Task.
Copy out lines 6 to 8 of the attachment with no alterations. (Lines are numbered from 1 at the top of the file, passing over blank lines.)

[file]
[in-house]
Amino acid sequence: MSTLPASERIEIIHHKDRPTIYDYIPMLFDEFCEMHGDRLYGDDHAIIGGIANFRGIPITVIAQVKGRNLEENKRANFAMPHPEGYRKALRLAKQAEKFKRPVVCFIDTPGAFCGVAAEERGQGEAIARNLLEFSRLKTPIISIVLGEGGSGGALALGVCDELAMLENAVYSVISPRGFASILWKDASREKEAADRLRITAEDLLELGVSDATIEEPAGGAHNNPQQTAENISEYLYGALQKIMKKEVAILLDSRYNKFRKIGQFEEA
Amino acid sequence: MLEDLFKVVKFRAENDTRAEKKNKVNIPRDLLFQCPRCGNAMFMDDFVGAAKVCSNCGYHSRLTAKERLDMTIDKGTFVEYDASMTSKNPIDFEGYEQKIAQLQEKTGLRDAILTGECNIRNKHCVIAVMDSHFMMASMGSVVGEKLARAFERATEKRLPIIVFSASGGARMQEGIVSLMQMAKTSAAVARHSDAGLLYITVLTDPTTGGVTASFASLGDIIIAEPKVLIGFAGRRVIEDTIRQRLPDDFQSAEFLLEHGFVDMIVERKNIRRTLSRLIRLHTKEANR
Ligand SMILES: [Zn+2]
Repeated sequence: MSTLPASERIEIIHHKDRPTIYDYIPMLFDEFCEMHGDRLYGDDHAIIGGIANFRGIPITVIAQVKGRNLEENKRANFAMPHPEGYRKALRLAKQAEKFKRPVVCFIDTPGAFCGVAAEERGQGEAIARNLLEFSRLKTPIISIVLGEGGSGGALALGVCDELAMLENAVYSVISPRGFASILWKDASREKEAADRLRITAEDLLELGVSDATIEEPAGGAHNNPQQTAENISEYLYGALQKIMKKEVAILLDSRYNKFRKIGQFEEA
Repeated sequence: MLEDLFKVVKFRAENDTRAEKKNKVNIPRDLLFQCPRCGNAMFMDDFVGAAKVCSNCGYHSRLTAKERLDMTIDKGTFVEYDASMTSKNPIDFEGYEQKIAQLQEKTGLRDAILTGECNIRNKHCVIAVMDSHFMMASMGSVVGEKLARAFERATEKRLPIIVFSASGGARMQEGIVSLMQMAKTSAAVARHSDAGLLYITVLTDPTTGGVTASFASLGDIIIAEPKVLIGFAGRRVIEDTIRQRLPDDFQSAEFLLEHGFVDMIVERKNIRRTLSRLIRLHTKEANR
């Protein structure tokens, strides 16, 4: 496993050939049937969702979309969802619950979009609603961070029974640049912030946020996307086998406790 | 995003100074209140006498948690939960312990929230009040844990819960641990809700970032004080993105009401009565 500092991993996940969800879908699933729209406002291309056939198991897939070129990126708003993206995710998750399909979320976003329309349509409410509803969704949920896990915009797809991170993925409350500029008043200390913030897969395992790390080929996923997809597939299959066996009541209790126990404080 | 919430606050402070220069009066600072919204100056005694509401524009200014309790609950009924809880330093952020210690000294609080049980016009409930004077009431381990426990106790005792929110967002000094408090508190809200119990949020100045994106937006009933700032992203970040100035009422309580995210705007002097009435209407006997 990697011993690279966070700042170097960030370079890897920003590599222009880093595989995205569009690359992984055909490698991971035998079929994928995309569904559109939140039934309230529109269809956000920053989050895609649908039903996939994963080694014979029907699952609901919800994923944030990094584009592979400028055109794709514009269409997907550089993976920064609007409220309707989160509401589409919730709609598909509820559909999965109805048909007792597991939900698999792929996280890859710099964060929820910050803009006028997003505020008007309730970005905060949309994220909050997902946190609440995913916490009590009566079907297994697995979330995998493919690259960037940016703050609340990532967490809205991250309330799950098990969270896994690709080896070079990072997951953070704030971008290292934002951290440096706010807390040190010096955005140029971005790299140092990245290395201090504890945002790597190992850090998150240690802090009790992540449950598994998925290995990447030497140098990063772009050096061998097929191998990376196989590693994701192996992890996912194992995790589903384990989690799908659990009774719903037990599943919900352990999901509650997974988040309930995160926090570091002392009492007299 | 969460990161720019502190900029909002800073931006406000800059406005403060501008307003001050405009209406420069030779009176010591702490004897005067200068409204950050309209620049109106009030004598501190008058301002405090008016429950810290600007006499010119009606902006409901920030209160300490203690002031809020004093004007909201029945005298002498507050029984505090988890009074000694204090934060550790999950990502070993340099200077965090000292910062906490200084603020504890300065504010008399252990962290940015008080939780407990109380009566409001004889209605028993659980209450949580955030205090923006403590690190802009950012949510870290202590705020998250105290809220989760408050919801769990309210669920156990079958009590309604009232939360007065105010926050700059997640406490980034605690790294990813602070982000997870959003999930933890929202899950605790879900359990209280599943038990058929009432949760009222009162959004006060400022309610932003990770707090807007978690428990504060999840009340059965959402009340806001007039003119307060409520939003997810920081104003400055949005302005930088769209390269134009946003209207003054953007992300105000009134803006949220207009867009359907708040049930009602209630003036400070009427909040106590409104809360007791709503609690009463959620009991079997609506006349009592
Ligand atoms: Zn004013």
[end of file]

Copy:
Repeated sequence: MLEDLFKVVKFRAENDTRAEKKNKVNIPRDLLFQCPRCGNAMFMDDFVGAAKVCSNCGYHSRLTAKERLDMTIDKGTFVEYDASMTSKNPIDFEGYEQKIAQLQEKTGLRDAILTGECNIRNKHCVIAVMDSHFMMASMGSVVGEKLARAFERATEKRLPIIVFSASGGARMQEGIVSLMQMAKTSAAVARHSDAGLLYITVLTDPTTGGVTASFASLGDIIIAEPKVLIGFAGRRVIEDTIRQRLPDDFQSAEFLLEHGFVDMIVERKNIRRTLSRLIRLHTKEANR
């Protein structure tokens, strides 16, 4: 496993050939049937969702979309969802619950979009609603961070029974640049912030946020996307086998406790 | 995003100074209140006498948690939960312990929230009040844990819960641990809700970032004080993105009401009565 500092991993996940969800879908699933729209406002291309056939198991897939070129990126708003993206995710998750399909979320976003329309349509409410509803969704949920896990915009797809991170993925409350500029008043200390913030897969395992790390080929996923997809597939299959066996009541209790126990404080 | 919430606050402070220069009066600072919204100056005694509401524009200014309790609950009924809880330093952020210690000294609080049980016009409930004077009431381990426990106790005792929110967002000094408090508190809200119990949020100045994106937006009933700032992203970040100035009422309580995210705007002097009435209407006997 990697011993690279966070700042170097960030370079890897920003590599222009880093595989995205569009690359992984055909490698991971035998079929994928995309569904559109939140039934309230529109269809956000920053989050895609649908039903996939994963080694014979029907699952609901919800994923944030990094584009592979400028055109794709514009269409997907550089993976920064609007409220309707989160509401589409919730709609598909509820559909999965109805048909007792597991939900698999792929996280890859710099964060929820910050803009006028997003505020008007309730970005905060949309994220909050997902946190609440995913916490009590009566079907297994697995979330995998493919690259960037940016703050609340990532967490809205991250309330799950098990969270896994690709080896070079990072997951953070704030971008290292934002951290440096706010807390040190010096955005140029971005790299140092990245290395201090504890945002790597190992850090998150240690802090009790992540449950598994998925290995990447030497140098990063772009050096061998097929191998990376196989590693994701192996992890996912194992995790589903384990989690799908659990009774719903037990599943919900352990999901509650997974988040309930995160926090570091002392009492007299 | 969460990161720019502190900029909002800073931006406000800059406005403060501008307003001050405009209406420069030779009176010591702490004897005067200068409204950050309209620049109106009030004598501190008058301002405090008016429950810290600007006499010119009606902006409901920030209160300490203690002031809020004093004007909201029945005298002498507050029984505090988890009074000694204090934060550790999950990502070993340099200077965090000292910062906490200084603020504890300065504010008399252990962290940015008080939780407990109380009566409001004889209605028993659980209450949580955030205090923006403590690190802009950012949510870290202590705020998250105290809220989760408050919801769990309210669920156990079958009590309604009232939360007065105010926050700059997640406490980034605690790294990813602070982000997870959003999930933890929202899950605790879900359990209280599943038990058929009432949760009222009162959004006060400022309610932003990770707090807007978690428990504060999840009340059965959402009340806001007039003119307060409520939003997810920081104003400055949005302005930088769209390269134009946003209207003054953007992300105000009134803006949220207009867009359907708040049930009602209630003036400070009427909040106590409104809360007791709503609690009463959620009991079997609506006349009592
Ligand atoms: Zn004013």